Finding a Needle in a Haystack: The Theoretical and Empirical Foundations of Assessing Disclosure Risk for Contextualized Microdata

Kristine Witkowski, University of Michigan

Contextualized microdata are one way to safely release geographic data without identifying the location of survey respondents. This study informs the design of such datafiles with its needle-in-haystack approach to disclosure and its discussion of associated methodological concerns. Drawing a sample of counties, tracts, and blockgroups, I illustrate how the reidentification of individuals is shaped by aggregating geographies into look-alike sets. I detail the complexity of reidentification patterns by assessing the likelihood that young adult white and black males would be pinpointed within reconstituted haystacks given: (1) the size of the total population of aggregated contexts; (2) the amount of error in population counts; and (3) differential search costs stemming from spatially-dispersed contexts.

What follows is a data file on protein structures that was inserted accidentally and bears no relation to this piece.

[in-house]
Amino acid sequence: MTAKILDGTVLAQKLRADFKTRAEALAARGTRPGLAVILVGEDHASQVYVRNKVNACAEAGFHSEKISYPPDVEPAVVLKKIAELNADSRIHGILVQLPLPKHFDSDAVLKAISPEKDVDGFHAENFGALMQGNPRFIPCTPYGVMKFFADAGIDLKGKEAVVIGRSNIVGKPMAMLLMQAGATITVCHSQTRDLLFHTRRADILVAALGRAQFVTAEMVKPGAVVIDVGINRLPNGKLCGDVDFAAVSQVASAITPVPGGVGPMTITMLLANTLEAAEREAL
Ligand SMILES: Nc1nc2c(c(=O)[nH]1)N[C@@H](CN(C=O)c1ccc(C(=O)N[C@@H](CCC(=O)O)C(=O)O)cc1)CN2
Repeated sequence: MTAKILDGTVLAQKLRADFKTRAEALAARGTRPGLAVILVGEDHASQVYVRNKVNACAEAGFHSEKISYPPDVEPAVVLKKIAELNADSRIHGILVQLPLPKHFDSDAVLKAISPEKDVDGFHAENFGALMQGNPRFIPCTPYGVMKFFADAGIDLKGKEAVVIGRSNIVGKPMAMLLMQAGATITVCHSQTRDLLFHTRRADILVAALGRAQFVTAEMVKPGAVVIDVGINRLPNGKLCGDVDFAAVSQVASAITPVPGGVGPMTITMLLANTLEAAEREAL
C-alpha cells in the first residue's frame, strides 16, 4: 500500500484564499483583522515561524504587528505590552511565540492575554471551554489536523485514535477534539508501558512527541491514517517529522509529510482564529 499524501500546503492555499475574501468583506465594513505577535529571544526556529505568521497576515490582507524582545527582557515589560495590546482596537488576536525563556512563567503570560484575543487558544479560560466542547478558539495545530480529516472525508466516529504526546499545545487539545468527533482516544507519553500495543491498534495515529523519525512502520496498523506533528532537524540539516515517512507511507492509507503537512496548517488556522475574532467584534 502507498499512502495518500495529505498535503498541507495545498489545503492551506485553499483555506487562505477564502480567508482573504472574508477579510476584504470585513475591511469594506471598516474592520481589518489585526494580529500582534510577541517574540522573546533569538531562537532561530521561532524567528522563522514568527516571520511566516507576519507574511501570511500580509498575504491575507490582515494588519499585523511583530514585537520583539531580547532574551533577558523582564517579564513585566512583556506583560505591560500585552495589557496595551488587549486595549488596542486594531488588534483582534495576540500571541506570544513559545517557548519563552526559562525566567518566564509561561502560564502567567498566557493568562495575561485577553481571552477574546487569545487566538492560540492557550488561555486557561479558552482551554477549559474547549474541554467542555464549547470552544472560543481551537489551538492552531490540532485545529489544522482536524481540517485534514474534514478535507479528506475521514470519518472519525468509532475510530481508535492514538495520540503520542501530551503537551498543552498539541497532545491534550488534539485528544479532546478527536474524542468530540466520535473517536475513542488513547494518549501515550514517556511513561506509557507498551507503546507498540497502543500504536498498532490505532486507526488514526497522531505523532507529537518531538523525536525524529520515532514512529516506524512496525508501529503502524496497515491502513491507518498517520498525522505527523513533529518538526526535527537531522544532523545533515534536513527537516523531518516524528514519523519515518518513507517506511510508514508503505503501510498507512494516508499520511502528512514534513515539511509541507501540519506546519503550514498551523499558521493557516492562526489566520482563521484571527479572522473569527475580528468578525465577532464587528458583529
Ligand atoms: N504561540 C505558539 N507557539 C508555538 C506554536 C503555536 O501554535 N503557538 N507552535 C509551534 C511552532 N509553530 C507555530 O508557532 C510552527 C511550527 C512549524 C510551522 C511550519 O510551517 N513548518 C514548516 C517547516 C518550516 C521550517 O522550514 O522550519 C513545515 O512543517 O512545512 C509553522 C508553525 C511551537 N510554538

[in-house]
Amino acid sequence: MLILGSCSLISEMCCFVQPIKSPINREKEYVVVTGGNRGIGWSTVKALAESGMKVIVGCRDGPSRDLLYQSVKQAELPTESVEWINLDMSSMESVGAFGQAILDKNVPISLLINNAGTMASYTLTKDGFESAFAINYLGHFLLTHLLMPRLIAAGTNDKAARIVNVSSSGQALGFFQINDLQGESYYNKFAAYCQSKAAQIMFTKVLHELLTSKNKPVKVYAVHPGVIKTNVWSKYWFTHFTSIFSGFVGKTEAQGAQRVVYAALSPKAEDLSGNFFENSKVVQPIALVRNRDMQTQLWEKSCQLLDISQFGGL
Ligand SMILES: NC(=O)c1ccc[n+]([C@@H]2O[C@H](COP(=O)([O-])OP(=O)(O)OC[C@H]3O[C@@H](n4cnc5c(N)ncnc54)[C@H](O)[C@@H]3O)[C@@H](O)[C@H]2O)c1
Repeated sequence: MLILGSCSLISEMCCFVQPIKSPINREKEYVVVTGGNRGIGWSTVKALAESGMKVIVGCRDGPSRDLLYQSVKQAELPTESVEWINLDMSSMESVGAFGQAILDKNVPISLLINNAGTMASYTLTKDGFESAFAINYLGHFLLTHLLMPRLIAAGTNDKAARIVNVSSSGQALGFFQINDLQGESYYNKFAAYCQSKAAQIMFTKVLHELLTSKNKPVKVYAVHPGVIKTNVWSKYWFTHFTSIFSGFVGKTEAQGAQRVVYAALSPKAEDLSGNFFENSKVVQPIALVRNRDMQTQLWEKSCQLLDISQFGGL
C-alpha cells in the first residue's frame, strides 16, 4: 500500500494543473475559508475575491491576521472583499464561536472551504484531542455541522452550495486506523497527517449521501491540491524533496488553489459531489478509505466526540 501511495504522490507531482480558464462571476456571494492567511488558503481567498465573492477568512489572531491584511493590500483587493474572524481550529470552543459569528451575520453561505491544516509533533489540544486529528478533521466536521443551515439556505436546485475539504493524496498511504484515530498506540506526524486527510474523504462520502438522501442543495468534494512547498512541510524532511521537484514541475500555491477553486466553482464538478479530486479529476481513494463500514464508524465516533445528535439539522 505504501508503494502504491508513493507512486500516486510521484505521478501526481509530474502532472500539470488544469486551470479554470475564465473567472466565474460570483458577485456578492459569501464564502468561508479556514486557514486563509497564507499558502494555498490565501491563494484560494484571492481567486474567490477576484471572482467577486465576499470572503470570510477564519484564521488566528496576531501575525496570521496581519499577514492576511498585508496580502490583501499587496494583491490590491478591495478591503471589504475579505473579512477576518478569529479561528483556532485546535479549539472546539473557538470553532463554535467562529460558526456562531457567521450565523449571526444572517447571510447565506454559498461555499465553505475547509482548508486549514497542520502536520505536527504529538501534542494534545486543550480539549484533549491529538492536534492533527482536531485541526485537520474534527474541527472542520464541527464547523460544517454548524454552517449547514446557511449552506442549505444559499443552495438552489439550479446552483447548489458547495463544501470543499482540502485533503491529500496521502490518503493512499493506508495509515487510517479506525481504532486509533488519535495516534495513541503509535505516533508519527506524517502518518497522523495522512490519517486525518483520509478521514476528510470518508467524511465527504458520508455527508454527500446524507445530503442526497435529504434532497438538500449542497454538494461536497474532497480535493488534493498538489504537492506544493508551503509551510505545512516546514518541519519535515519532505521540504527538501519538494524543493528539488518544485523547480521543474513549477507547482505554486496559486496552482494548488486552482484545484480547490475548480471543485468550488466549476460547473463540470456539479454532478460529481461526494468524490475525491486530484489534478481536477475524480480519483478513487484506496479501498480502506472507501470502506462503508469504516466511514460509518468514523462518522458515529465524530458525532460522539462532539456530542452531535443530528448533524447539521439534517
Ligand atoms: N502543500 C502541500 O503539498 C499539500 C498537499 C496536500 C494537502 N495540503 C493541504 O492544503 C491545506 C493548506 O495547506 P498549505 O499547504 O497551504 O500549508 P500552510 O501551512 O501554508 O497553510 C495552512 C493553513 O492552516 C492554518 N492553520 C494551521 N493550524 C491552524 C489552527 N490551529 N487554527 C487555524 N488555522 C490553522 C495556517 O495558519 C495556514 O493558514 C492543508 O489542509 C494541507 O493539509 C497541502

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Presented in Poster Session 4